IAG delivered a 9.7% increase in operating profits in the first quarter, at EUR170m it's a record first quarter performance, with a substantial fall in passenger and cargo revenues offset by improvements in ancillary services and lower fuel costs.
Shares rose 4.8% following the announcement.
Lower fuel prices have helped to boost IAG's profits of late, but they're also contributing to the supply problems that are plaguing the industry. Surging capacity (up around 6.2% in 2016) mean that airlines are having to cut prices to fill their seats. That would normally drive the weaker players out of the market, but lower fuel prices mean they are hanging on in there.
The group is offsetting the lower prices by increasing the numbers of passengers it flies, and cutting operating costs. Progress is slow, it takes time to put new planes into service, but the group is making headway. Cost control is proving particularly impressive.
There's potential for turbulence ahead though. Negative economic fallout in UK from the vote to leave the EU is a worry. First and Business class passengers contribute hugely to profits, and their custom turns off and on like a tap as the economy rises and falls. There's no update on how the segment is faring today, but the decision to launch a budget long haul carrier flying out of Spain rather than the UK might be an indication of which way the wind is blowing.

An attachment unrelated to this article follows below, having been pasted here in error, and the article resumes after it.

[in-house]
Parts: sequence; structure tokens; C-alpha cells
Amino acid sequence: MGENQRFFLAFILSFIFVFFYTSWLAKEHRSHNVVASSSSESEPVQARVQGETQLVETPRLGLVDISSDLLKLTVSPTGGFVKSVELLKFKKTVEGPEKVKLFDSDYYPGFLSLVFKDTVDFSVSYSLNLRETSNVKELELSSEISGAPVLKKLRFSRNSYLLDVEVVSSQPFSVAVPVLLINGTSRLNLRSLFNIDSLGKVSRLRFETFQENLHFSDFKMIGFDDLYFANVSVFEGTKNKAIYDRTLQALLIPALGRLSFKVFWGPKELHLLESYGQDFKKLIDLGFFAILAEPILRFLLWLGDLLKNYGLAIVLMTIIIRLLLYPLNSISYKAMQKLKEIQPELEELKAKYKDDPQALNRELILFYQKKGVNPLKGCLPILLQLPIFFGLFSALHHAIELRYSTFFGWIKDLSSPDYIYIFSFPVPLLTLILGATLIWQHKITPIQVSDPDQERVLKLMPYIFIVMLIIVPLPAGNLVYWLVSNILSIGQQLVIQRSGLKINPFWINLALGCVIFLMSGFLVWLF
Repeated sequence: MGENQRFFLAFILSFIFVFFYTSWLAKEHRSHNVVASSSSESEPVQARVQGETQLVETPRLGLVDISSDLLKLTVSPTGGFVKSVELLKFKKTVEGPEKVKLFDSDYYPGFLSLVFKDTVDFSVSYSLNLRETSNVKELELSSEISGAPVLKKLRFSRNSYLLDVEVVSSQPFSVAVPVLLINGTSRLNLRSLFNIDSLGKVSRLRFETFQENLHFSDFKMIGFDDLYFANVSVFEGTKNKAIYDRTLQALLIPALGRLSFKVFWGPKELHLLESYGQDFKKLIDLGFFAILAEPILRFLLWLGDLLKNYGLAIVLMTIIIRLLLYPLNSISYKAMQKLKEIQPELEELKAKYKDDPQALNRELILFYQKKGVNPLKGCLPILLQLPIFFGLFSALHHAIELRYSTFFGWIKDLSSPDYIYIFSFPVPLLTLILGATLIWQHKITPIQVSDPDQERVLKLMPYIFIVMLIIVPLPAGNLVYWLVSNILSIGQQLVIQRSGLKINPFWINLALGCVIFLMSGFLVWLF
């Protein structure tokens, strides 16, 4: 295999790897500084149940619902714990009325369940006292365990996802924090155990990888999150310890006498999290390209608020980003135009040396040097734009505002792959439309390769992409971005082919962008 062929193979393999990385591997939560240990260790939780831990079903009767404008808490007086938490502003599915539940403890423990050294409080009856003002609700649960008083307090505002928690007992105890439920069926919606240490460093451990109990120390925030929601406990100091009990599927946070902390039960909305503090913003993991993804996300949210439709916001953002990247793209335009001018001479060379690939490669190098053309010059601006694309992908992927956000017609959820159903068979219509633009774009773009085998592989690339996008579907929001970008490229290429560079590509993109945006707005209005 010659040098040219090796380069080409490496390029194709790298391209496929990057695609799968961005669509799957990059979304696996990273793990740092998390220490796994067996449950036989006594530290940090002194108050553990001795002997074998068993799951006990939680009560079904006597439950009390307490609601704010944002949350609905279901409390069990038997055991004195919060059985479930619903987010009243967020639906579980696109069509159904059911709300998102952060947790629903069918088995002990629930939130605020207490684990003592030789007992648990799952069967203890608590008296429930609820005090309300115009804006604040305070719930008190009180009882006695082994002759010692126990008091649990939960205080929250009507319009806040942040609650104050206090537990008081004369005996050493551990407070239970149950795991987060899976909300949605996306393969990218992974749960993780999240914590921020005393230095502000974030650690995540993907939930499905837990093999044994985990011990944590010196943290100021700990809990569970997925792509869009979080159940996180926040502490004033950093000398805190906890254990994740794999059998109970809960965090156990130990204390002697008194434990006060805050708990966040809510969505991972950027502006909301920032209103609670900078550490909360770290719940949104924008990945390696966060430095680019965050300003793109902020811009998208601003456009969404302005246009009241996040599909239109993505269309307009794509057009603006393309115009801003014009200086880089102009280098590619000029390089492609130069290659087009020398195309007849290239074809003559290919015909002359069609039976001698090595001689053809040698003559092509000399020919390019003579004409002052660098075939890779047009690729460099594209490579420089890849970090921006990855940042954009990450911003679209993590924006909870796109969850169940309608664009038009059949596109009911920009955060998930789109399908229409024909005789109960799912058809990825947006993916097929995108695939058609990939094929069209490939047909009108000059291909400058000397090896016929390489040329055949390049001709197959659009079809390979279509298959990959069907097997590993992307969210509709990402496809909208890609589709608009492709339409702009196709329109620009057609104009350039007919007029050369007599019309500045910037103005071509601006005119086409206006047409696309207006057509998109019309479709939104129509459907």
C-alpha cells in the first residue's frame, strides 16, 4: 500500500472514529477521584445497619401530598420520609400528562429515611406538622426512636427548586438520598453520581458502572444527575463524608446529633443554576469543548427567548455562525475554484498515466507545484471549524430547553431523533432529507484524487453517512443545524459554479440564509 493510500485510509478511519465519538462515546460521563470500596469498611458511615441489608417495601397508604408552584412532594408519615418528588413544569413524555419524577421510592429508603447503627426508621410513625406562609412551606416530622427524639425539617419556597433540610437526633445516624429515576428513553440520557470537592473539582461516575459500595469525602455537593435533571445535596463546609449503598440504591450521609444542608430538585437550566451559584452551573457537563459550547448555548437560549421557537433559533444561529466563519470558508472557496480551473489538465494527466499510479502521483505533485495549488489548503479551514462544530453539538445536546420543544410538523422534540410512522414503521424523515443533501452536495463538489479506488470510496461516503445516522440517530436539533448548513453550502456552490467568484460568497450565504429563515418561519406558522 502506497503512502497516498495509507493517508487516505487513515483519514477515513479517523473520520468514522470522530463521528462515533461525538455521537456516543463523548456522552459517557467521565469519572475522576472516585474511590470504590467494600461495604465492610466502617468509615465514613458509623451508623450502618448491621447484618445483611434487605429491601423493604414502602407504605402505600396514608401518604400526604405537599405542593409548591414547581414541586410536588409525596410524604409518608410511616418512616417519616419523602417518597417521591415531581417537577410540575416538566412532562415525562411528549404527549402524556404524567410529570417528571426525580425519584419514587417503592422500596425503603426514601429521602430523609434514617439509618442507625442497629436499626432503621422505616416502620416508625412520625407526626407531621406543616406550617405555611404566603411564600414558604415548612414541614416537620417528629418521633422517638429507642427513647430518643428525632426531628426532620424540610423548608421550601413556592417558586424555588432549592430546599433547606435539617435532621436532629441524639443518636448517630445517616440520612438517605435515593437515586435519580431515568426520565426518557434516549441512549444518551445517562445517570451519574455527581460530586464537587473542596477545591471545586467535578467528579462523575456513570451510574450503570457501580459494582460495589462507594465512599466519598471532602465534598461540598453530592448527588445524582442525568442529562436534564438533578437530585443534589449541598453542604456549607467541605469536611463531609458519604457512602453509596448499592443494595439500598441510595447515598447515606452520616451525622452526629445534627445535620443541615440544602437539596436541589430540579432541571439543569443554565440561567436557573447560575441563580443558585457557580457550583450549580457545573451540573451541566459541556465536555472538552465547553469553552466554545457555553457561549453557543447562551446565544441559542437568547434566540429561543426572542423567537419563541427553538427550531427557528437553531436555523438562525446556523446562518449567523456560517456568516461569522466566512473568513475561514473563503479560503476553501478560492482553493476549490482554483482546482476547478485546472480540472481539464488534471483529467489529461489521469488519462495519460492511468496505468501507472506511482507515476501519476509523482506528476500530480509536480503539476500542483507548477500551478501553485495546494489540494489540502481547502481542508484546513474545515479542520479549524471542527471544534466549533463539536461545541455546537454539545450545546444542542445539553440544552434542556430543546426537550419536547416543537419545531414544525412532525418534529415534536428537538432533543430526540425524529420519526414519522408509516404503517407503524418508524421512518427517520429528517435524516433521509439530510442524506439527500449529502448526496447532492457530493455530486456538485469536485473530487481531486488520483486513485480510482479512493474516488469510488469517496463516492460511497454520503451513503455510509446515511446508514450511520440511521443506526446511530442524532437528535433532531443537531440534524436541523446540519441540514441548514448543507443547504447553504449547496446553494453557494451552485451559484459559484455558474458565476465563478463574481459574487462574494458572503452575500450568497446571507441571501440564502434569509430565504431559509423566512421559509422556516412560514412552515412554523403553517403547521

The problem for any airline is that deep recessions or global panics empty the plane, but leases and bank debts have to be serviced all the same. Seat factor, essentially how full the airline has managed to keep the plane, will be a closely watched figure going forwards.
On a forward price to book measure, a more conservative way of looking at valuation in intensely cyclical, asset-heavy businesses like airlines, IAG is trading at 2.1x. That's actually above where it was before the referendum and historically the rule of thumb has been that something closer to 1x is the safety zone.
First Quarter Results
Passenger Revenue fell 4.2% to EUR4.3bn, contributing to a 2.8% fall in total revenue to EUR4.9bn. The fall came despite improvements in both journeys flown and the number of empty seats, and reflects continuing pricing pressure and the timing of Easter.
As well as benefiting from lower fuel prices, fuel costs were down over 10%, the group saw employee costs fall 6% thanks to efficiencies achieved across all airlines. Total reported non-fuel costs were down 3.9%, although rose 1.4% at constant exchange rate.
In March IAG launched LEVEL, a new low cost airline offering flights between Barcelona and Los Angeles, San Francisco, Buenos Aires and Punta Cana. Early sales are running ahead of expectations.
The group saw a 16.6% increase in cash held on the balance sheet compared to the year end, hitting EUR7.5bn. Adjusted net debt to EBITDAR (earnings before interest, taxes, depreciation, amortisation and Rent) fell to 1.5 times.
At current fuel prices IAG expects 2017 operating profits to be ahead of last year, with second quarter revenue per available seat kilometre (ASK) to be ahead of the same period in 2016 at constant exchange rates.
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